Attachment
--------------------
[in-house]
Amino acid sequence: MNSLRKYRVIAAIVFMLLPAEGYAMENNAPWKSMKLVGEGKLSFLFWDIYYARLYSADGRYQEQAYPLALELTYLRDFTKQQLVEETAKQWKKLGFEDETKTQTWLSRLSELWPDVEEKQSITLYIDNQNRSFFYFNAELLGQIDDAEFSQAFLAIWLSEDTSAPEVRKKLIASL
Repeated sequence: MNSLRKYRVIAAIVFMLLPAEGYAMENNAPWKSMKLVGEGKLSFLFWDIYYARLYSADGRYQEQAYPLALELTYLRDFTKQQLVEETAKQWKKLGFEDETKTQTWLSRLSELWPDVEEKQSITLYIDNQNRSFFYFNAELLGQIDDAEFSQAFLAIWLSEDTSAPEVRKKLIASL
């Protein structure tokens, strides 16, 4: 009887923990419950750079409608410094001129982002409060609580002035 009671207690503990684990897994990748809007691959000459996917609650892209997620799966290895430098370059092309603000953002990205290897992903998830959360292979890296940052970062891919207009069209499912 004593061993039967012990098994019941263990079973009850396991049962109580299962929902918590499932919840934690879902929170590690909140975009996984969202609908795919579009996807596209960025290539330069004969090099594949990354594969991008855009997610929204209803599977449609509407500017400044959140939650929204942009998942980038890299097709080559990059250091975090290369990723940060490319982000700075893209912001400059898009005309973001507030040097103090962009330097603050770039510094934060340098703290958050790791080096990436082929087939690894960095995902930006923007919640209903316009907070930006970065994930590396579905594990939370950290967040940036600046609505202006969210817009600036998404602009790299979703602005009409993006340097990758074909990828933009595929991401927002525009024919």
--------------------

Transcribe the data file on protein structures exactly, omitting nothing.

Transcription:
[in-house]
Amino acid sequence: MNSLRKYRVIAAIVFMLLPAEGYAMENNAPWKSMKLVGEGKLSFLFWDIYYARLYSADGRYQEQAYPLALELTYLRDFTKQQLVEETAKQWKKLGFEDETKTQTWLSRLSELWPDVEEKQSITLYIDNQNRSFFYFNAELLGQIDDAEFSQAFLAIWLSEDTSAPEVRKKLIASL
Repeated sequence: MNSLRKYRVIAAIVFMLLPAEGYAMENNAPWKSMKLVGEGKLSFLFWDIYYARLYSADGRYQEQAYPLALELTYLRDFTKQQLVEETAKQWKKLGFEDETKTQTWLSRLSELWPDVEEKQSITLYIDNQNRSFFYFNAELLGQIDDAEFSQAFLAIWLSEDTSAPEVRKKLIASL
């Protein structure tokens, strides 16, 4: 009887923990419950750079409608410094001129982002409060609580002035 009671207690503990684990897994990748809007691959000459996917609650892209997620799966290895430098370059092309603000953002990205290897992903998830959360292979890296940052970062891919207009069209499912 004593061993039967012990098994019941263990079973009850396991049962109580299962929902918590499932919840934690879902929170590690909140975009996984969202609908795919579009996807596209960025290539330069004969090099594949990354594969991008855009997610929204209803599977449609509407500017400044959140939650929204942009998942980038890299097709080559990059250091975090290369990723940060490319982000700075893209912001400059898009005309973001507030040097103090962009330097603050770039510094934060340098703290958050790791080096990436082929087939690894960095995902930006923007919640209903316009907070930006970065994930590396579905594990939370950290967040940036600046609505202006969210817009600036998404602009790299979703602005009409993006340097990758074909990828933009595929991401927002525009024919």